Exemplar Audio eXeption Interconnects




It is with some satisfaction that I can say that the Exemplar Audio eXeption interconnects  ($349/meter RCA, $399/meter XLR) are outstanding, especially the balanced/XLR cables. As you can see, there is really nothing that looks exceptional about these cables. Hopefully there will be white papers forthcoming from Exemplar’s John Tucker that might tell us how these cables got to be so… exemplary (sorry). Personally, I know little other than how pleased I am with the sound, but this is what Tucker himself suggested I say.

“We’ve listened to input from our clients and decided to add a new line of cables to the Exception series of products. Like our Exception electronics, the Exception line of cables has been designed to offer the best possible performance at a real world price.

After several years of development and trying many different types of wire, configurations and combinations of elements we’ve been able to achieve that goal. The Exception line of cables employs good quality parts and wire and our unique RFI/EMI suppression technology to provide performance competing with some of the best cables available today at a fraction of the cost.”

I should note that despite my initial impressions with the RCA terminated cables, I got two pair of the XLR/balanced cables. XLR/Balanced cables are not available with my reference, the High Fidelity cables. Initially, I thought I would mostly stress the RCA/single-ended cables, but the balanced cables proved clearly superior, at least in my system.



My setup has changed greatly in the last six months. With the great help of Miguel Alvarez of Tripoint Audio, I have greatly improved the grounding of my B.M.C. M2 monoblocks and B.M.C. MCCI phono stage. We put in Cardas solid copper binding posts with the power supplies, circuit boards, and transformers directly grounded to the Tripoint Troy Signature grounding system and using Tripoint Thor SE grounding cables to do so. Secondly, I now have Star Sound Tech. Rhythm platforms under my amps and a three-shelf rack for my components. I have previously reviewed all of these.

My reference cables are High Fidelity Ultimate Reference, which uses what they call “Magnetic Conduction.” This aligns the North Poles of magnets to ease the flow of signals through to the speakers and back. They take a lengthy time to break in or more correctly to establish a magnetic path through the system. But this means that when substituting other cables the effects of this “path” may remain for some time. Since most cables do improve with the first hundred or so hours, a reviewer may unwarrantedly conclude that new cables may be the equal of the High Fidelity cables. Or it may be even more complicated as the new cables break in may be where the HFC effect is moderating their improvement with breaking in. I am assuming that the HFC effect is less than 24 hours and that the full break-in takes longer. Two pairs of Exemplar eXeptions had five days on my burner, and about a week and a half use in listening to music with them. The Exemplar eXeptions take a very long time reaching their best and each day, I was welcomed with even better sound. Adding the XLR versions later entailed getting them broken in also.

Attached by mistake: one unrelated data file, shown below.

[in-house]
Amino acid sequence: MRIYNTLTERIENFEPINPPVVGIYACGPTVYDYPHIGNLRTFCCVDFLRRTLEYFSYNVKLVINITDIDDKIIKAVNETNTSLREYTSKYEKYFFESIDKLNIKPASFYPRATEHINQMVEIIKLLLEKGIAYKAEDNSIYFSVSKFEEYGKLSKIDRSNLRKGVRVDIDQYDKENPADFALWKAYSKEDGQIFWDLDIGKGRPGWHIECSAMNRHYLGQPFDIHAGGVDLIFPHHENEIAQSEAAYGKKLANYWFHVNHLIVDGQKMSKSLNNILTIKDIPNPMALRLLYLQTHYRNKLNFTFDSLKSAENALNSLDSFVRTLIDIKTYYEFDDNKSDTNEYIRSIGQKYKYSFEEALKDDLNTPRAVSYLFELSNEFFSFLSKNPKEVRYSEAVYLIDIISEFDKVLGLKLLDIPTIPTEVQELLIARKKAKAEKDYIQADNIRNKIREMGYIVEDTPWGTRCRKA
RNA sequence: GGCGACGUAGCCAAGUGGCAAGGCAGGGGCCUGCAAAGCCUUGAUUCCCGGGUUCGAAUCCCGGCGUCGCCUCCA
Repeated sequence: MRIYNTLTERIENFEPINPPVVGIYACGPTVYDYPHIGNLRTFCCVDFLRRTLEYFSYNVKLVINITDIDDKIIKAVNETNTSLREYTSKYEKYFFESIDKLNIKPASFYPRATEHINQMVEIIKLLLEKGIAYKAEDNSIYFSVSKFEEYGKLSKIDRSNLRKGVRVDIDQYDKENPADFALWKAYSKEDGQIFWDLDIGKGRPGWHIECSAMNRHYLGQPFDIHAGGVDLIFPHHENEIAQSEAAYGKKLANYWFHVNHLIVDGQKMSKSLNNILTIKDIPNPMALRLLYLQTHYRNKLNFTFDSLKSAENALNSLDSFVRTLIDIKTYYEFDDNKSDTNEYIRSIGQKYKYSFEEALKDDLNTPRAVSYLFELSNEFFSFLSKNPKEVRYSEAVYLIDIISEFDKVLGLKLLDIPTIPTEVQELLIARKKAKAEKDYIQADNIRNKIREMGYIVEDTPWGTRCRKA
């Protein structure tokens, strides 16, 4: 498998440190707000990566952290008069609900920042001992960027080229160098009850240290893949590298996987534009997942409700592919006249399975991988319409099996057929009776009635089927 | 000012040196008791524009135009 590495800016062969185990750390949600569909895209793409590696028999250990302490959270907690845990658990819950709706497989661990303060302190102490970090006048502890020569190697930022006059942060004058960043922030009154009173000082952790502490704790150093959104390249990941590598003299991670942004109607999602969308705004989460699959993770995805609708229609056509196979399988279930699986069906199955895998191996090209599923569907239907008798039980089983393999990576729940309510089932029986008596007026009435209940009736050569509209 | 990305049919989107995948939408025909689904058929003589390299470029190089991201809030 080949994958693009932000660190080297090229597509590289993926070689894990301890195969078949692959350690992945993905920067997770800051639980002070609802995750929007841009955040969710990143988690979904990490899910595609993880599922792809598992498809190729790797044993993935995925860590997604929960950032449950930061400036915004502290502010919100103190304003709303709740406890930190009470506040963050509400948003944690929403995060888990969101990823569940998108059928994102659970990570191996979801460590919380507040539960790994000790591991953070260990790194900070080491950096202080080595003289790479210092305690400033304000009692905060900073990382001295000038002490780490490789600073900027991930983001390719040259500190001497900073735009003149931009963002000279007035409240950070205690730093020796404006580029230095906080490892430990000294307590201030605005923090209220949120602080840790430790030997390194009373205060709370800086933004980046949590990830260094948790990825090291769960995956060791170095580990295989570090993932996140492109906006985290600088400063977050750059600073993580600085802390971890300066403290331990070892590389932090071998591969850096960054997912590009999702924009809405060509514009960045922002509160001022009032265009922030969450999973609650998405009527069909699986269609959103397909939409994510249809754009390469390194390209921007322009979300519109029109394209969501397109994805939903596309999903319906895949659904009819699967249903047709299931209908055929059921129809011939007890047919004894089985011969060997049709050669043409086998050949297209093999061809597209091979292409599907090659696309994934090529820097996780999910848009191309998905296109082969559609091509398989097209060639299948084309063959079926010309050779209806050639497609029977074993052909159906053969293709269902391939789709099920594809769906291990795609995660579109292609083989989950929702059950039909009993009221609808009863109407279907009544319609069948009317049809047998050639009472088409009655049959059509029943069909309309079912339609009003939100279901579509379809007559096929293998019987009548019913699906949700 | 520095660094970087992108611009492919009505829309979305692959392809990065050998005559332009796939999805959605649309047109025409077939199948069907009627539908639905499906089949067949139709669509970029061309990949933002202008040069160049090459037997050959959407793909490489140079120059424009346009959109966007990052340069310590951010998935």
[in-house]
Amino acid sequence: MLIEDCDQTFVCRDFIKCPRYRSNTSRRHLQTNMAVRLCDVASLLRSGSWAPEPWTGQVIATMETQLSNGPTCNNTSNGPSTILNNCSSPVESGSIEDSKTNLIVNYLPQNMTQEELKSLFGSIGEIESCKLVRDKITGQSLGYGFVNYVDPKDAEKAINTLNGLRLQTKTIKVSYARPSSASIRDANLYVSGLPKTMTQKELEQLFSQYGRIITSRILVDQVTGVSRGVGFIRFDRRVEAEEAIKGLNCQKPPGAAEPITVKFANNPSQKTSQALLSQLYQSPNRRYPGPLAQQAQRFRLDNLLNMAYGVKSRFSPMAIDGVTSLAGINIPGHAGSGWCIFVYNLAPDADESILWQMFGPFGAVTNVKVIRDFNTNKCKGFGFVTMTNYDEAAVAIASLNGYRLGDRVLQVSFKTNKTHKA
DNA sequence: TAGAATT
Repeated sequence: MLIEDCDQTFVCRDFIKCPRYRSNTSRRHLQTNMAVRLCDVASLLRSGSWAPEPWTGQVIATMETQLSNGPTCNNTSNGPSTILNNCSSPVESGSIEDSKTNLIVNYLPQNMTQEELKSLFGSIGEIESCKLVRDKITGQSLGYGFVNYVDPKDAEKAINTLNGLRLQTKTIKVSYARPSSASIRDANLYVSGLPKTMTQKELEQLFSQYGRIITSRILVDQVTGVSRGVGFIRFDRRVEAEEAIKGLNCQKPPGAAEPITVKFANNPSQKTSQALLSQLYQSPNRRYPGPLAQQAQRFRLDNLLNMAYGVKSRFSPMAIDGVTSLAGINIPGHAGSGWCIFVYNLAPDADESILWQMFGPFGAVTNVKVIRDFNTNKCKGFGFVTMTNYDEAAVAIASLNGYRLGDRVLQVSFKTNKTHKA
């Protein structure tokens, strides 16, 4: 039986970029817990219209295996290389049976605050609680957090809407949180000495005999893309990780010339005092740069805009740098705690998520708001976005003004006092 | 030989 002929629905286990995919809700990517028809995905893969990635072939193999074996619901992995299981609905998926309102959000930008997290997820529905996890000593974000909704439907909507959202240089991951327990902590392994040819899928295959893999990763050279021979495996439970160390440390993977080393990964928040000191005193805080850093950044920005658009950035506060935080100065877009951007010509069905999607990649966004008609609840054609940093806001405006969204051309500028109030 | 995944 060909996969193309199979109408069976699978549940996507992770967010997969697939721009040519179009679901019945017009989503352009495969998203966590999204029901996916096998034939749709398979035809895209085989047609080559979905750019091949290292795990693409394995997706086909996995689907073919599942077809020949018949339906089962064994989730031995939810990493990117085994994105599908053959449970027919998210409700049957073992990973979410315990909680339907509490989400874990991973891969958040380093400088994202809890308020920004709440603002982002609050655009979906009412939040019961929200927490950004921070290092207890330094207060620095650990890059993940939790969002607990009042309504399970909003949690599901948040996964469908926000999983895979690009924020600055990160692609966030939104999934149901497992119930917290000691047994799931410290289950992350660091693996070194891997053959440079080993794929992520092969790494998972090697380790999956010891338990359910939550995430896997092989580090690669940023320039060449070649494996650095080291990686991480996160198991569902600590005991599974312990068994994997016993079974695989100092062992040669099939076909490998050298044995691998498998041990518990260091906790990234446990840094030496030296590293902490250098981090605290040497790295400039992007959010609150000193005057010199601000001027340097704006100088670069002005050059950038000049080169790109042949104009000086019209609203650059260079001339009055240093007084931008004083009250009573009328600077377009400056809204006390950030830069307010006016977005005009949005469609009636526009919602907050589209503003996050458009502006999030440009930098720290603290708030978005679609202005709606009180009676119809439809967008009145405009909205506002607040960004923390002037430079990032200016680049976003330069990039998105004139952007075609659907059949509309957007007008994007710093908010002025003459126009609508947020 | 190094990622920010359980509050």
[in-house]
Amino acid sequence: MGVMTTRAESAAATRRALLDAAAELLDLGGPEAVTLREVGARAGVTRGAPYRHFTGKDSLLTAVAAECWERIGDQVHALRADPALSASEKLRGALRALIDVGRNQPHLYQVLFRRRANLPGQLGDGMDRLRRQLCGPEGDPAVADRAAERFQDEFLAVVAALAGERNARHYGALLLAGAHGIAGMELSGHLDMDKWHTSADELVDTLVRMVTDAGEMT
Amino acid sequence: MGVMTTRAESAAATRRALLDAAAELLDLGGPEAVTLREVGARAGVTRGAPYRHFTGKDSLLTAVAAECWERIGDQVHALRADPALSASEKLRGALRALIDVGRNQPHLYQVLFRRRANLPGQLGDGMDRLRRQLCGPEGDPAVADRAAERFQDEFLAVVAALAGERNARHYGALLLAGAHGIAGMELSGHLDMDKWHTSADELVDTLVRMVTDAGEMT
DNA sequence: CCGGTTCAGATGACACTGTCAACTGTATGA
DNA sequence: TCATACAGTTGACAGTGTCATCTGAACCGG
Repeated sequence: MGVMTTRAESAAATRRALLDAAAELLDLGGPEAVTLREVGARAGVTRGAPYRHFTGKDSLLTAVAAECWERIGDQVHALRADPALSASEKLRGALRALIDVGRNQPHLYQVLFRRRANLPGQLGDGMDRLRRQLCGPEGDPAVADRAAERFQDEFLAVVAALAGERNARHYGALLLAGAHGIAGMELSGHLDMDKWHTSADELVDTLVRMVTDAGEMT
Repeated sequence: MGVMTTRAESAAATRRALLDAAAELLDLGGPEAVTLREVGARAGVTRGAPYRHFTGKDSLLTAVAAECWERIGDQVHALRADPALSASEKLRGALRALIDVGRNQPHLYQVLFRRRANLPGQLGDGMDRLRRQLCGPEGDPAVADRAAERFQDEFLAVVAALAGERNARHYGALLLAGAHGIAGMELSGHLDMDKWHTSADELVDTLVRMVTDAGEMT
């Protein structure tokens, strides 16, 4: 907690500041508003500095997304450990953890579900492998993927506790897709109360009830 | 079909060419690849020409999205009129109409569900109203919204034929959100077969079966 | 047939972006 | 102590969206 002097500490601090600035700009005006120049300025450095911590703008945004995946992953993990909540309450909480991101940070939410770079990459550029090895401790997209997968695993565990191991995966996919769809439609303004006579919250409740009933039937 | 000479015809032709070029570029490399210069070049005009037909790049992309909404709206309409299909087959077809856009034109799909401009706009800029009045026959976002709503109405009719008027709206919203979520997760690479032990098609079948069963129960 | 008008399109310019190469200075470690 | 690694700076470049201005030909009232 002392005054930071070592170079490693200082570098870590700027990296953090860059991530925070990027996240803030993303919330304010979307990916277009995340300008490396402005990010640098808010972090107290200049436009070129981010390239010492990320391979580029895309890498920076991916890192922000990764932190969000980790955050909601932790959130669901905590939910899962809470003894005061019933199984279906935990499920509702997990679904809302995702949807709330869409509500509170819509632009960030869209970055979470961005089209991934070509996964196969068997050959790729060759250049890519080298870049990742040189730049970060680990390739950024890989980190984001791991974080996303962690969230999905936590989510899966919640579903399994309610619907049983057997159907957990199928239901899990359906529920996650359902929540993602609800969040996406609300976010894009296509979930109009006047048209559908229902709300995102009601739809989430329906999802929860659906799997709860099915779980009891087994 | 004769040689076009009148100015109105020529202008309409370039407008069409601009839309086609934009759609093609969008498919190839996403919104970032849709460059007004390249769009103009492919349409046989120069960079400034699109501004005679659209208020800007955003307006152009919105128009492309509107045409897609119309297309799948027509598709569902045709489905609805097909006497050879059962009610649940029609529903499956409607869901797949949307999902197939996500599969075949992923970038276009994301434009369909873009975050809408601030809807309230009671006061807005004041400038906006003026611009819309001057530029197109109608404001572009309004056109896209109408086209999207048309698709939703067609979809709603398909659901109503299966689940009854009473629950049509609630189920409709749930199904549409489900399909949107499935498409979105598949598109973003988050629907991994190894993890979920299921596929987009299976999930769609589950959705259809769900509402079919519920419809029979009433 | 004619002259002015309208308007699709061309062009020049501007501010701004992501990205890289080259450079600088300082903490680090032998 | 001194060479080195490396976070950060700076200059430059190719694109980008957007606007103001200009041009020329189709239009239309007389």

Listening Sessions

concord4score.jpgI used a number of cuts in my evaluations that probably reflect my age and tastes. One was Clark Terry’s Live At The Village Gate [Chesky Records, JD49]. Paquito D’Rivera joins the band in playing, Silly Samba and the place rocks. A second was the L.A. Four’s Scores! [Concord Jazz, CJ-8], which is an outdoor recording and thus no recording venue reflections, but substantial wind noise in the last several cuts. A third is Diana Krall’s “S’Wonderful” on The Look of Love [Verve Records SACD 314 589 597-2], which is now on my hard drive in DSD and played in double DSD. It was well recorded, but with the Thor SEs, the location of the orchestra is evident somewhat behind her. One can hear the ambiance of the recording venue. Also the full human character of her voice strikes you as having her eight feet in front of you.